Sunday, March 7, 2010
How can you not wax nostalgic about finding a Monopoly piece amongst the tons of plastic washing ashore? A little green house, instantly recognizable—a poignant reminder of summer days spent in fierce economic battle with your bandit-mogul buddies. The fake bills tucked under the board, the property deeds lined up, waiting to get all the Yellows...waiting for Marvin Gardens. The lowly Baltic Avenue, the posh Park Place. Phrases high on the cliché list—“Get out of jail, free”…”Do not pass Go”…Agony, ecstasy, domination and loss. And how can you not recall that the game was first mass-marketed in the depth of economic crisis? 1935.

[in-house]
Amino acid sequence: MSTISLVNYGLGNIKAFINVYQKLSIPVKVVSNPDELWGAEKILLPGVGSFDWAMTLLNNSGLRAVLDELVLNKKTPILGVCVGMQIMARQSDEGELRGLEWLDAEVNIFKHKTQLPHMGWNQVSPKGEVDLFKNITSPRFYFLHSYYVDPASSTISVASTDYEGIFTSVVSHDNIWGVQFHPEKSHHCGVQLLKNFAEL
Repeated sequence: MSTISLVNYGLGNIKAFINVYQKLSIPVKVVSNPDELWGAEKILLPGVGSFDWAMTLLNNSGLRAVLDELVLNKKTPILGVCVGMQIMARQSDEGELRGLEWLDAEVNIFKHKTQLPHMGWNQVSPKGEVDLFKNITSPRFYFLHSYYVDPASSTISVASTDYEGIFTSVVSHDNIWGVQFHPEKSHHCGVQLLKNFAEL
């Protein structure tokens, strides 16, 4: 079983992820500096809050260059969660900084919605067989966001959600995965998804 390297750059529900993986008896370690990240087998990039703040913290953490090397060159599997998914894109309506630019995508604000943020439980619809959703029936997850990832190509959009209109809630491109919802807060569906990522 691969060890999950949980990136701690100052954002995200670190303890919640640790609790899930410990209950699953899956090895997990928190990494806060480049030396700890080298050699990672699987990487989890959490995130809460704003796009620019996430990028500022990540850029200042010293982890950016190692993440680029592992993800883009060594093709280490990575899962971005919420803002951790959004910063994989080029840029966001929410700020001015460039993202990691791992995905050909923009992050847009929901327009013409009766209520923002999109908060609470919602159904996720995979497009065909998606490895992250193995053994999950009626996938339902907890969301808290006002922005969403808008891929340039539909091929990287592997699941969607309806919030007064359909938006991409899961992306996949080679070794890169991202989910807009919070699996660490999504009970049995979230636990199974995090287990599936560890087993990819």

A quick web search reveals that Socialists first used the game as a teaching tool early in the 20th Century. First called The Landlord’s Game to show the ravages of unfettered Capitalism—a pleasant surprise to find it was used back then by Scott Nearing. Who, in the 50’s, with his wife Helen, authored Living the Good Life, a dog-eared copy of which lived on my night stand. The Nearings became the gurus of the 60’s back-to-the-land movement, something I took on as a personal mission in a lasting enthusiam.